This 1½-hour programme comprises various interactive activities for the students such as a debate, a straw game, a role-play by the nurses of the CSCC on the effects of smoking followed by an extensive presentation on ‘How to Quit Smoking’ by Dr Chan.

The responses from participants of these campaigns have been so encouraging that the school teachers have requested for repeated programmes in their respective schools. Schools or any organisations dealing with adolescents that are interested in organising this programme may contact the Hospital at 05 5455 777 Ext. 276.

The CSCC in Hospital Fatimah provides personalized clinical counselling services to patients starting from the ward and extending to outpatients for their follow-up care. The CSCC aspires to educate patients on their illnesses and to answer any doubts or problems pertaining to their illnesses and to provide physical and psychological support to patients during the process of rehabilitation, reference material/pamphlets, and preventive and aftercare services to meet our community needs.

Some of the services provided at CSCC are counselling for people with Diabetes Mellitus, Stroke, AIDS/HIV, Chronic Obstructive Pulmonary Disease (COPD) and those who want to quit smoking; coordination of palliative care, cardiac rehabilitation and weight management. All counsellors at CSCC are trained in conducting counselling services and they are available to counsel in the language that patients prefer.

Dr Chan Ching Phing-2

The Kindest Cut of All



By SeeFoon Chan-Koppen

Given the option to have surgery with a choice of surgeons, I would certainly choose Dr Chan Ching Phing. As consultant General Surgeon in Fatimah Hospital, Dr Chan has only recently left General Hospital Bainun to take up full time consultancy a year ago.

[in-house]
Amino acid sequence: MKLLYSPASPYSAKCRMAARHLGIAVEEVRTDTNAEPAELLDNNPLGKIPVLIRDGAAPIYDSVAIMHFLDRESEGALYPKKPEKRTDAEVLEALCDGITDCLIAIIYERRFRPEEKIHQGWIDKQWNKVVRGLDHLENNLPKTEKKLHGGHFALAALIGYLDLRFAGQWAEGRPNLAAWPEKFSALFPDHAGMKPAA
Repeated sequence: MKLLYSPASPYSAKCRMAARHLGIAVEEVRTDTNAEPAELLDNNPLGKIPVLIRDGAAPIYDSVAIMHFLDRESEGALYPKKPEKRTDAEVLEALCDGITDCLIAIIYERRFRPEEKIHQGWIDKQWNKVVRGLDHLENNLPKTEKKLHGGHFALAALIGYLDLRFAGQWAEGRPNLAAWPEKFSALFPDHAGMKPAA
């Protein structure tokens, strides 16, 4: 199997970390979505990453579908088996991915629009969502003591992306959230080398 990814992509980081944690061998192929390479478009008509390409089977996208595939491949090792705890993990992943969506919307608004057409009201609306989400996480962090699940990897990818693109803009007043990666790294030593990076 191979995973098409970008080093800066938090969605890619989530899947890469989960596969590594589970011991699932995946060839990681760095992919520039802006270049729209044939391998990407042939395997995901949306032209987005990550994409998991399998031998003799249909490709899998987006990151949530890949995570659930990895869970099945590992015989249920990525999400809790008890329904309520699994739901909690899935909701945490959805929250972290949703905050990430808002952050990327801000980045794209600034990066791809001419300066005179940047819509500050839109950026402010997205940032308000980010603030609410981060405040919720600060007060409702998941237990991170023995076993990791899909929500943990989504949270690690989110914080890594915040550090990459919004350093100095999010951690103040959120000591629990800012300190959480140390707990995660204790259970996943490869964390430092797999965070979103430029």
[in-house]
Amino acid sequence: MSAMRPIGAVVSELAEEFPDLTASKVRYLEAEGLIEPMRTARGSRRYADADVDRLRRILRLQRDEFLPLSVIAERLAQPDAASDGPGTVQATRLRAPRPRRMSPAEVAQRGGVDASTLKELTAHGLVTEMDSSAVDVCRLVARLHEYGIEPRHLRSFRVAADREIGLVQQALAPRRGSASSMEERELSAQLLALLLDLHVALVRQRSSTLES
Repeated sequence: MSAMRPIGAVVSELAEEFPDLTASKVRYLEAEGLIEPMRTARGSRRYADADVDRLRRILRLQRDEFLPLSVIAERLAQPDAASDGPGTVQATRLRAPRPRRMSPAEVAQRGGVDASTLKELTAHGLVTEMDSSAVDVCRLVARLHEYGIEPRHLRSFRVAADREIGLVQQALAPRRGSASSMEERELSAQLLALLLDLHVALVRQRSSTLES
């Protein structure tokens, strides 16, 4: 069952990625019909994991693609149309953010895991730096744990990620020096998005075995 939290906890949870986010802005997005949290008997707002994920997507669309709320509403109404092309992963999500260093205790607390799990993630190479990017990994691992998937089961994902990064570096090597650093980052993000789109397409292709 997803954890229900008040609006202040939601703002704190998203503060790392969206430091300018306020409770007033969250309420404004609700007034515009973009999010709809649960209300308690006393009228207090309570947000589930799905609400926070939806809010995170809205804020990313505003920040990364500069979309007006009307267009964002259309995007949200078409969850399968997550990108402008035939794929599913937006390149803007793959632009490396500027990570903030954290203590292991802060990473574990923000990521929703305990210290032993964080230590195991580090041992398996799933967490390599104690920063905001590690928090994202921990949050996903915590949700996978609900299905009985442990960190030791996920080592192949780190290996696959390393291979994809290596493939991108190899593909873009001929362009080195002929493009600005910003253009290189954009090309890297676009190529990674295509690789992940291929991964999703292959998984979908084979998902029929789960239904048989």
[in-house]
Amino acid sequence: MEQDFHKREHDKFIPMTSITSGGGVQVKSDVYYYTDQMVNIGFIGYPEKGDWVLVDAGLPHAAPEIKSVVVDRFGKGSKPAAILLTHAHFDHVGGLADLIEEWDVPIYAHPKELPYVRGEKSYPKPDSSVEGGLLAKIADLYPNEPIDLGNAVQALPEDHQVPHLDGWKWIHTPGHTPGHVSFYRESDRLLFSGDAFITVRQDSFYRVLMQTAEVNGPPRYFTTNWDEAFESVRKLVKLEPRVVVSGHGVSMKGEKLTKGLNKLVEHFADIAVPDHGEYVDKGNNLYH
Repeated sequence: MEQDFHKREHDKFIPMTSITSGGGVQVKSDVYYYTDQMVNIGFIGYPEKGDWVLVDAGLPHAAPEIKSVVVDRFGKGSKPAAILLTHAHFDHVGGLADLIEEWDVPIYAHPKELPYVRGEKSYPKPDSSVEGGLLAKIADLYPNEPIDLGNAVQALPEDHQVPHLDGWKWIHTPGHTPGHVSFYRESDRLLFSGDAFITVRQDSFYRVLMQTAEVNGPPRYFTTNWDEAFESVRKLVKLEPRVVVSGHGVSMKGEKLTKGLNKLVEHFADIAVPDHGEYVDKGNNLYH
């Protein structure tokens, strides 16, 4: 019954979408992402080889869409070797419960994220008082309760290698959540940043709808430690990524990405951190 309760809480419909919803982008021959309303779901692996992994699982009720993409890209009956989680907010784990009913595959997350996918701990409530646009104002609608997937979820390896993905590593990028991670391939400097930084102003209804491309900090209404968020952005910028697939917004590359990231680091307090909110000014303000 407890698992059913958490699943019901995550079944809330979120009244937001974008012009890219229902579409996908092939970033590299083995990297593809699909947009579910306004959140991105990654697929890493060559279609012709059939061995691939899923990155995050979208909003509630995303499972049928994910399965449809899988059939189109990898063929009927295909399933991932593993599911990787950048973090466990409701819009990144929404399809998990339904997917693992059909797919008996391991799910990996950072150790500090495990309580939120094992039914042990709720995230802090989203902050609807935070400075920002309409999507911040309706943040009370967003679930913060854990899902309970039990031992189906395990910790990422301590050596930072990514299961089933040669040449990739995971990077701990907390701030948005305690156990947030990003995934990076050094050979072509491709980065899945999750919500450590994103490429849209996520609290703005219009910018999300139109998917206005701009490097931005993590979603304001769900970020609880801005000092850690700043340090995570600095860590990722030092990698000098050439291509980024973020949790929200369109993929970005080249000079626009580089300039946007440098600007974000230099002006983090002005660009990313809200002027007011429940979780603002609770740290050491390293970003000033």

Dr Chan Ching Phing-2

The reason for my choice of Dr Chan as preferred surgeon is due to her one and a half year’s training in the Plastic Surgery department at the General Hospital in Ipoh. Not that I have any actual experience of her operating on me but having had a fair number of surgeries in my past, I have enough scars on my body to qualify for the “Most Scarred For Life” title if there was ever to be a competition. And these are scars not embellished by the specialist touch of a plastic surgeon’s handiwork. Which are always much finer, the stitching, more delicate.

Understandably, the raison d’etre for going to a General Surgeon is not for cosmetic reasons but often for life-saving ones, but it certainly helps to put oneself in the hands of a surgeon who does delicate suturing work as well.

Dr Chan never dreamt of becoming a surgeon. Finishing her medical degree and posted as a houseman at the General Hospital in Ipoh in 1992, she found herself in the Plastic Surgery department and it was here that she developed her passion for surgery.

Dr Chan Ching Phing-1Applying for the Fellowship of the Royal College of Surgeons (FRCS) a professional qualification for practising as a surgeon in the British Isles in 1995 saw her passing her first examination with ease and subsequently breezing through Part 1 in 1996 and Part 2 in 1998 soon saw her accredited as a full fledged Fellow of the Royal College of Surgeons.

Further training in Laparoscopic surgery soon established Dr Chan as one of the few laparoscopic surgeons in Ipoh, performing minimally invasive surgery, bandaid surgery, or keyhole surgery, which is a modern surgical technique in which operations in the abdomen are performed through small incisions as opposed to the larger incisions needed in laparotomy. This technique is ideal for gall bladder removal (known as cholecystectomy), or appendix surgery.

Other surgeries commonly performed by Dr Chan include Hernioplasty which require repair of the abdominal wall or repair of inguinal hernias more commonly found in men, which occurs when tissue pushes through a weak spot in the groin muscle. This causes a bulge in the groin or scrotum that may hurt or burn.